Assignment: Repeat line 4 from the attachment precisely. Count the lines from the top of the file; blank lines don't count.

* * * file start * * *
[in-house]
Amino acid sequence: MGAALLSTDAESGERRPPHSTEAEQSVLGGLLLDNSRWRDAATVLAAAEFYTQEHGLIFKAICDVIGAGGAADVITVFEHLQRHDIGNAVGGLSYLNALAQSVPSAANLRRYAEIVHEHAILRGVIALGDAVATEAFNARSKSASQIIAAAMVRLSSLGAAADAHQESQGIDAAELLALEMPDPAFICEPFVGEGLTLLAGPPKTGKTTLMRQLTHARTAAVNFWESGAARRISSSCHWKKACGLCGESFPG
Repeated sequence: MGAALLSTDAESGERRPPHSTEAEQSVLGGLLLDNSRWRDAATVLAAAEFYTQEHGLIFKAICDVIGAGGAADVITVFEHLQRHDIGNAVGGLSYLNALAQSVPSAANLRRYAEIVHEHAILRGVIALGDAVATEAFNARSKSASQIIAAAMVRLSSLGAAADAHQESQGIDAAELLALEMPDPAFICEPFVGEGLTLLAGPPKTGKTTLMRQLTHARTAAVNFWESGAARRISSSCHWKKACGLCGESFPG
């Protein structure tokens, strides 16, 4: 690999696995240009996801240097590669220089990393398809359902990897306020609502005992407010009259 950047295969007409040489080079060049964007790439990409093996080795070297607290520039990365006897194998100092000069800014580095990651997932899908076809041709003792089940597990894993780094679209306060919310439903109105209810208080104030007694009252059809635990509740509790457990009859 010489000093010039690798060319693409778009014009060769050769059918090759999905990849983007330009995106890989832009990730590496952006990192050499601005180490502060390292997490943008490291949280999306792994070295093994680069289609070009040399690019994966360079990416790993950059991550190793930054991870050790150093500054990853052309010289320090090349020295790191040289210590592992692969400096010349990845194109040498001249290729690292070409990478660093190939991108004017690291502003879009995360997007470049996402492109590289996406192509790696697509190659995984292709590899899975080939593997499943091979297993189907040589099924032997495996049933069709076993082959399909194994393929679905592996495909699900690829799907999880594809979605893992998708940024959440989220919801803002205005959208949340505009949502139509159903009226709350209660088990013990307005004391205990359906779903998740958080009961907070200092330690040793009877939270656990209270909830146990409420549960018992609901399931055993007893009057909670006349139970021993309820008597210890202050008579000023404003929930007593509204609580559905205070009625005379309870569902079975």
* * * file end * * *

């Protein structure tokens, strides 16, 4: 690999696995240009996801240097590669220089990393398809359902990897306020609502005992407010009259 950047295969007409040489080079060049964007790439990409093996080795070297607290520039990365006897194998100092000069800014580095990651997932899908076809041709003792089940597990894993780094679209306060919310439903109105209810208080104030007694009252059809635990509740509790457990009859 010489000093010039690798060319693409778009014009060769050769059918090759999905990849983007330009995106890989832009990730590496952006990192050499601005180490502060390292997490943008490291949280999306792994070295093994680069289609070009040399690019994966360079990416790993950059991550190793930054991870050790150093500054990853052309010289320090090349020295790191040289210590592992692969400096010349990845194109040498001249290729690292070409990478660093190939991108004017690291502003879009995360997007470049996402492109590289996406192509790696697509190659995984292709590899899975080939593997499943091979297993189907040589099924032997495996049933069709076993082959399909194994393929679905592996495909699900690829799907999880594809979605893992998708940024959440989220919801803002205005959208949340505009949502139509159903009226709350209660088990013990307005004391205990359906779903998740958080009961907070200092330690040793009877939270656990209270909830146990409420549960018992609901399931055993007893009057909670006349139970021993309820008597210890202050008579000023404003929930007593509204609580559905205070009625005379309870569902079975």